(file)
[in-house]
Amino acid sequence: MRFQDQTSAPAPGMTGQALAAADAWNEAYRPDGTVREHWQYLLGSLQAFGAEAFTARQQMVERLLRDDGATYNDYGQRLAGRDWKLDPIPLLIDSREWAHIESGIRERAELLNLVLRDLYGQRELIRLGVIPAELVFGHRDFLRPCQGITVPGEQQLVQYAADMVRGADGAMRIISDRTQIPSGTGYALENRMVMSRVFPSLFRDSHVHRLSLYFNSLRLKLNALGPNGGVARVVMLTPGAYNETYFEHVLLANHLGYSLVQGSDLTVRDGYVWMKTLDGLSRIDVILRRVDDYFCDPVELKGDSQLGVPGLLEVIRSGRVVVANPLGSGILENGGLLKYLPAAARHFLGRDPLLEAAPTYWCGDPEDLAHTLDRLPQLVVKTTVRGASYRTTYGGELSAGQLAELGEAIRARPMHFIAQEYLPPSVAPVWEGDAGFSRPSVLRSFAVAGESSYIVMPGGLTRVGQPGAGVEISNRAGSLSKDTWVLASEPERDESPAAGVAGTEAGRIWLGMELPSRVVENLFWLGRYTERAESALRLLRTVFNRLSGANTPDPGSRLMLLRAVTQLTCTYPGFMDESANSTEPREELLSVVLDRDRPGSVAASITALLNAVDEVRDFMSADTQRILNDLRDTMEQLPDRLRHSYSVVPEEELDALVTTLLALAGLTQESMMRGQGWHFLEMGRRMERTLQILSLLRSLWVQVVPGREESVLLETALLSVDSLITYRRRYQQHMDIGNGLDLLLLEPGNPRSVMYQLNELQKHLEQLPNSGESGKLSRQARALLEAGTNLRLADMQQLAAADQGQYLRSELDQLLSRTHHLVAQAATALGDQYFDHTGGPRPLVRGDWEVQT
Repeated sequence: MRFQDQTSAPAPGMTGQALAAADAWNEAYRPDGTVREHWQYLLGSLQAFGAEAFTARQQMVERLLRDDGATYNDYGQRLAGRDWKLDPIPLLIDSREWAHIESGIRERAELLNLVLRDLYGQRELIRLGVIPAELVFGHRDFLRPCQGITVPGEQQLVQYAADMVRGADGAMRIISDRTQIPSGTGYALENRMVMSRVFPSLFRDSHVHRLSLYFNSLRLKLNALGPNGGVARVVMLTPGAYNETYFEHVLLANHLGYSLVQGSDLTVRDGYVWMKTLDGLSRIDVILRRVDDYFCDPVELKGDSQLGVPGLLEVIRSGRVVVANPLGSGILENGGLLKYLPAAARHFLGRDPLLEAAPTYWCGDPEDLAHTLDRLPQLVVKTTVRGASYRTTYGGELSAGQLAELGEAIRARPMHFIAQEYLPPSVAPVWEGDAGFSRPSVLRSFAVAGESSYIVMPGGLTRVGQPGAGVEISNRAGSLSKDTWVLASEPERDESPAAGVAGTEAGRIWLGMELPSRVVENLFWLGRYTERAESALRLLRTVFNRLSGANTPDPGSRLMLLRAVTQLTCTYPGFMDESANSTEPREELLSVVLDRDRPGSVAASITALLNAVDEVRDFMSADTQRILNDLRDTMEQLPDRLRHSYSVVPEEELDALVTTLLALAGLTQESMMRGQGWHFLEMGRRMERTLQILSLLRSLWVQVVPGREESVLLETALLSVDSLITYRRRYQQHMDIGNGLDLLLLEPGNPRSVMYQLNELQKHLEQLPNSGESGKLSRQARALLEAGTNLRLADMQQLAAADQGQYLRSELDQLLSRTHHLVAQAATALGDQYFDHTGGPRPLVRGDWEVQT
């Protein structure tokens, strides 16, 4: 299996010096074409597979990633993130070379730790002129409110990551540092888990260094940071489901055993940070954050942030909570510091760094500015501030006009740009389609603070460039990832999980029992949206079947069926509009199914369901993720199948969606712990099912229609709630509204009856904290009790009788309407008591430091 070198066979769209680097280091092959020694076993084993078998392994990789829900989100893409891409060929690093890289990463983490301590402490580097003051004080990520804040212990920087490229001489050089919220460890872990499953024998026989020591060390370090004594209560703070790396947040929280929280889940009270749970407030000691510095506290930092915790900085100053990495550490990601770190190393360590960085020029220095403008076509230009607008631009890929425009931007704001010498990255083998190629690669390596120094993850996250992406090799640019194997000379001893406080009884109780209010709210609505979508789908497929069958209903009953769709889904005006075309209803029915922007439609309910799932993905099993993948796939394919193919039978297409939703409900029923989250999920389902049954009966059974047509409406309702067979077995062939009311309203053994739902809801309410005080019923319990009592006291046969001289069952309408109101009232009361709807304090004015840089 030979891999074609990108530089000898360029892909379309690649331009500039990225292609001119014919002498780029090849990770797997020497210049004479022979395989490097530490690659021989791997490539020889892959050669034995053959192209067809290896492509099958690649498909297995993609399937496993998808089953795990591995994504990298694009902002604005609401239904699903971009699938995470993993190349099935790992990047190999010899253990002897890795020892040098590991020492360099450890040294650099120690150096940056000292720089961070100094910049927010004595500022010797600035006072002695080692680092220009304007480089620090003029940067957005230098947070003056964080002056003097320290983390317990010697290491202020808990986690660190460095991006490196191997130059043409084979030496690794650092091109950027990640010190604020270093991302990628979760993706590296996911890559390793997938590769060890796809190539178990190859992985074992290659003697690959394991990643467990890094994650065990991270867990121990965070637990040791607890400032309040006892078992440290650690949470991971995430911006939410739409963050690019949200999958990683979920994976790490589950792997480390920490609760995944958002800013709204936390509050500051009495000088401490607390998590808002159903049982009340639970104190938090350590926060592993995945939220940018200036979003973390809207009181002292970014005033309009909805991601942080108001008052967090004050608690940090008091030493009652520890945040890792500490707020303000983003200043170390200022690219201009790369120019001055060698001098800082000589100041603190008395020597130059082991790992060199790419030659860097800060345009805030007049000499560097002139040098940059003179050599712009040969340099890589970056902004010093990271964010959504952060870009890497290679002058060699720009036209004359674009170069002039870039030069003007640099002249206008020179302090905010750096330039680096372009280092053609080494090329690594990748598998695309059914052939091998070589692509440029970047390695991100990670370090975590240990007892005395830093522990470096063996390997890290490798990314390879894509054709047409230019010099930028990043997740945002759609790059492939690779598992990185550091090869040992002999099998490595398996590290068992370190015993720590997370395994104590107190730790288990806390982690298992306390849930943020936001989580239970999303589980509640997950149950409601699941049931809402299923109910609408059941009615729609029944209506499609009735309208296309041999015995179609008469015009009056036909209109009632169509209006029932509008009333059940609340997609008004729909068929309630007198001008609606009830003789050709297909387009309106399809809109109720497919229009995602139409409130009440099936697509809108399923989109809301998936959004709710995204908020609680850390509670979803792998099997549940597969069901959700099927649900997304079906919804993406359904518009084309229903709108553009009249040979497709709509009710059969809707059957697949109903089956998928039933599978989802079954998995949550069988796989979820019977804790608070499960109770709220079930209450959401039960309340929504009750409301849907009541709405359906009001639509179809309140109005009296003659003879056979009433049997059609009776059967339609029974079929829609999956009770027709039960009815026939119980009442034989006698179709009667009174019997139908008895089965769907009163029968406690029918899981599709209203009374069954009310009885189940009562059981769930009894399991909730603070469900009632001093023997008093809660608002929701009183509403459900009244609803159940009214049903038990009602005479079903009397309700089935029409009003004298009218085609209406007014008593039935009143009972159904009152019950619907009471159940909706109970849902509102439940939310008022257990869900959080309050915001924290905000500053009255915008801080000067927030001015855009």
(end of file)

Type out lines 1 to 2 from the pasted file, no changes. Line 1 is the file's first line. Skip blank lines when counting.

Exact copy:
[in-house]
Amino acid sequence: MRFQDQTSAPAPGMTGQALAAADAWNEAYRPDGTVREHWQYLLGSLQAFGAEAFTARQQMVERLLRDDGATYNDYGQRLAGRDWKLDPIPLLIDSREWAHIESGIRERAELLNLVLRDLYGQRELIRLGVIPAELVFGHRDFLRPCQGITVPGEQQLVQYAADMVRGADGAMRIISDRTQIPSGTGYALENRMVMSRVFPSLFRDSHVHRLSLYFNSLRLKLNALGPNGGVARVVMLTPGAYNETYFEHVLLANHLGYSLVQGSDLTVRDGYVWMKTLDGLSRIDVILRRVDDYFCDPVELKGDSQLGVPGLLEVIRSGRVVVANPLGSGILENGGLLKYLPAAARHFLGRDPLLEAAPTYWCGDPEDLAHTLDRLPQLVVKTTVRGASYRTTYGGELSAGQLAELGEAIRARPMHFIAQEYLPPSVAPVWEGDAGFSRPSVLRSFAVAGESSYIVMPGGLTRVGQPGAGVEISNRAGSLSKDTWVLASEPERDESPAAGVAGTEAGRIWLGMELPSRVVENLFWLGRYTERAESALRLLRTVFNRLSGANTPDPGSRLMLLRAVTQLTCTYPGFMDESANSTEPREELLSVVLDRDRPGSVAASITALLNAVDEVRDFMSADTQRILNDLRDTMEQLPDRLRHSYSVVPEEELDALVTTLLALAGLTQESMMRGQGWHFLEMGRRMERTLQILSLLRSLWVQVVPGREESVLLETALLSVDSLITYRRRYQQHMDIGNGLDLLLLEPGNPRSVMYQLNELQKHLEQLPNSGESGKLSRQARALLEAGTNLRLADMQQLAAADQGQYLRSELDQLLSRTHHLVAQAATALGDQYFDHTGGPRPLVRGDWEVQT